The Seaport BeerFest always does a great job of introducing me to new brands and styles of craft beer. Last year, one of my favourite newbies was a little brew called Beach Chair. Beach Chair is brewed in Charlottetown at the PEI Brewing Company, and as it turns out, my love for the light summery local was shared. It launched at Liquor Commissions last summer on a Tuesday and had to be reloaded on Thursday, and again on Friday, and Saturday, and Sunday.
The brewery has been gaining a following since it started as a brewpub, in 1997. The PEI Brewing Company (peibrewingcompany.com, @PEIBrew) was originally called the Murphy’s Brewing Company, named after the founder, Kevin Murphy.
In 2000, the brewery re-located to a new restaurant and brew pub called Gahan House. At Gahan House, the beer continued to gain a following, so in 2008, an off-site location was established to produce take-home bottles of beer.
In 2011 Kevin Murphy partnered with another local entrepreneur, Jeff Squires, to once again re-brand the company. They re-named it The PEI Brewing Company, although you’ll still see and hear references to Gahan Beer.
With this new partnership and new name came a new location and a new brewer. In February 2012, they opened a state of the art brewery on Kensington Street where the majority of their craft beer is now produced. We got a tour of the brewery by brewer Gord Slater on a recent trip to PEI.
The tasting and shopping area is in a big, open room with comfy couches, a large tasting table, and a beautiful hand-carved bar with all of their beer on tap where you can have a glass or fill a growler. There is a large, soothing water wall and a cold fridge to pick up bottles to-go. but out back is where the real magic happens.
“When we first got the building and it was empty we thought it was so big, but now we worry that we still won’t have enough space,” said Slater.
They do a lot in the new space, they brew, bottle, can and label their beer before shipping it around the island . Their beer also sells in Nova Scotia and new Brunswick and most recently, Alberta! The new space has the potential to produce 240 hectoliters or 48,000 bottles a week. They do a 60/40 split of bottles to kegs which means each year they can produce 12,000 HL in bottles and 8,000 HL in kegs. Future growth for PEI Brewing could lead to 3 times that amount!
Slater tells us that PEI Brewing Company does still brew out of Gahan House. They use this space to test out new brews and try innovative batches, like Mango Thai Wheat. Their regular line-up consists of five beer, 1772 IPA, Beach Chair Lager, Iron Bridge Brown Ale, Sir John A Honey Wheat, and Island Red Premium Red Ale . We also tried two of their seasonal ales while at the brewery, a Blueberry Ale and a Lobster Ale. The Blueberry was my favourite, light and refreshing, lots of blueberry taste, but not too sweet. The lobster ale was a Belgium style beer with just a hint of lobster, great for pairing with seafood on these hot summer days.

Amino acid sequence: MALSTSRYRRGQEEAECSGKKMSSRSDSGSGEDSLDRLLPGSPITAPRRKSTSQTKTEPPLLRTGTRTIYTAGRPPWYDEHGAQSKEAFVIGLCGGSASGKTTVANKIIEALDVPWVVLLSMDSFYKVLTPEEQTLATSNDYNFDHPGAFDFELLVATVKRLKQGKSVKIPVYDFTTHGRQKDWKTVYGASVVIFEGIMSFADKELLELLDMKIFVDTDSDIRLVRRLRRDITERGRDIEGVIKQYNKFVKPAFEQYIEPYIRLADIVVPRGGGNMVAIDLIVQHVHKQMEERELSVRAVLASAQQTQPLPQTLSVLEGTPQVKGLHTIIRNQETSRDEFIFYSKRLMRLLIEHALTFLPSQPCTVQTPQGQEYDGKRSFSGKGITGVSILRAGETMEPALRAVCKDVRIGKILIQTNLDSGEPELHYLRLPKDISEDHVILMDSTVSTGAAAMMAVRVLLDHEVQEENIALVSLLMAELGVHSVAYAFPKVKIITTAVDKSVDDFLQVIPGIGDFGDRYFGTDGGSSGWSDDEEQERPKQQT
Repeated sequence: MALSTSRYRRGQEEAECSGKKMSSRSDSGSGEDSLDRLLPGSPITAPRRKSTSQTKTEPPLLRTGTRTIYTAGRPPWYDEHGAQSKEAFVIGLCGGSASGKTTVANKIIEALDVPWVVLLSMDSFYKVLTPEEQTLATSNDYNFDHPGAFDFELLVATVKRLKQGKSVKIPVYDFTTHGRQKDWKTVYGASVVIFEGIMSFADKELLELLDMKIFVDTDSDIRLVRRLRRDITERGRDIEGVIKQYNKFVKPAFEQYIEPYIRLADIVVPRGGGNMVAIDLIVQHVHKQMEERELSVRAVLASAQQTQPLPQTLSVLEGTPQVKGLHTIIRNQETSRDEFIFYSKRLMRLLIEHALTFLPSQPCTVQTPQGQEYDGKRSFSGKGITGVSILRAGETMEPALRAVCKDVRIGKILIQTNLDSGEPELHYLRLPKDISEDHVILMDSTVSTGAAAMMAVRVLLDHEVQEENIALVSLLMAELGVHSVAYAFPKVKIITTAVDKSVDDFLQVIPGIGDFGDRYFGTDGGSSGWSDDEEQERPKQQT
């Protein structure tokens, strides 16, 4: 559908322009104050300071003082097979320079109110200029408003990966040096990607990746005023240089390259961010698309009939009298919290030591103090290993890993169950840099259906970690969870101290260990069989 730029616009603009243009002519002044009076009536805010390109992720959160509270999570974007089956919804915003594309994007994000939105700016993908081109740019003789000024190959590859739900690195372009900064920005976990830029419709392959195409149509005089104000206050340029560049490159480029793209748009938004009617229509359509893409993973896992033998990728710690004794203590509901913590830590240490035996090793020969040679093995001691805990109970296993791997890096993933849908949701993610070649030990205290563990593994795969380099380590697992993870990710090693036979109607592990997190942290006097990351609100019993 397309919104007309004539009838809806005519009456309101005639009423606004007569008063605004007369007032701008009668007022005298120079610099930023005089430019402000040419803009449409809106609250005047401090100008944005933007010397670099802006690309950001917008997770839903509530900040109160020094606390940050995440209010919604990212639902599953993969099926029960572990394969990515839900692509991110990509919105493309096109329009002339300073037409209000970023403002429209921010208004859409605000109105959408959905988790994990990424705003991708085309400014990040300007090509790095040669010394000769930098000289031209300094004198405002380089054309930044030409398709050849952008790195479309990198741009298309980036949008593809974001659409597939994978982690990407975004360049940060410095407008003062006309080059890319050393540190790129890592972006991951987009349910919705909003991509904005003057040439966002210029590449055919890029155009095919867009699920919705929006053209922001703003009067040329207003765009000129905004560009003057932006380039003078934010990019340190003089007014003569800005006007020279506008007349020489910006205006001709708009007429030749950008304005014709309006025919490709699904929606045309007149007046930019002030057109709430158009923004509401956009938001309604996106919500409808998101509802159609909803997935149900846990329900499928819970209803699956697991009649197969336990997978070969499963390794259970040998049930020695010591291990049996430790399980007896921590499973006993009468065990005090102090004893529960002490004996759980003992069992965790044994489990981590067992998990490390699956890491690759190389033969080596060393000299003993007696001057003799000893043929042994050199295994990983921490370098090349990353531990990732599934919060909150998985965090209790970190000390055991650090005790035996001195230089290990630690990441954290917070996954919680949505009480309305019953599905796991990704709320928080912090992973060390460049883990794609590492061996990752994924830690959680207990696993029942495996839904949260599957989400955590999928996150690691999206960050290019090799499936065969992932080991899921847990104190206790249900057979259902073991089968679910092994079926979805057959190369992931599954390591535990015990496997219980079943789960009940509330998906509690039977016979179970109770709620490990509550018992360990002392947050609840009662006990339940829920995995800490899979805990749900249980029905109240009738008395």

We talked to Slater about the recent surge in craft beer, and how even the big guys like Moosehead and Molson are now launching their own craft breweries like Moosehead’s Barking Squirrel. “It’s been really great that Moosehead has introduced its customers to a craft beer. Craft brewers have been on the outside for a long time and Moosehead is bringing people into the fold.” He believes that those new “craft beer” consumers will also branch out into their local craft beer market ” Once you open the doors and introduce someone to craft ale, you can’t close them”
The stats are supporting this idea of a craft beer shift. The Craft Brewers Association reports that in 2012 the Craft Beer industry was up 15% by volume and 17% by dollars. The Brewers Association echoed that 15% craft beer growth, stating that overall beer growth was up by 1% last year. Check out this cool infographic from the Brewers Association below to see more 2012 craft beer statistics.
While we couldn’t find stats on craft beer sales in Canada, Slater says that last July craft beer sales were up 17% while traditional beer was down by 2%. He finds the market very promising “In the 80’s when the craft beer trend was getting started, it was brewery driven and now it’s consumer driven. Now, people visit the island and ask for a local option. They want to try something unique,” Slayter told us.
Unique is just what you’ll find at PEI brewing company, and Slater has big plans to mix things up even more. He plans to eventually produce a beer style that is unique to PEI. He has been boiling down some of the elements and is looking at doing an all island brew, possibly using seawater for the base.
Want to get a taste of PEI Brewing? They are available at many LC’s in New Brunswick, Prince Edward Island, Nova Scotia and Newfoundland. They were one of the brewers featured at Brewer’s Bash in Fredericton and they’ll be at this year’s Seaport Beer Fest on August 9th and 10th.
PEI Brewing Company Brewery
96 Kensington Street
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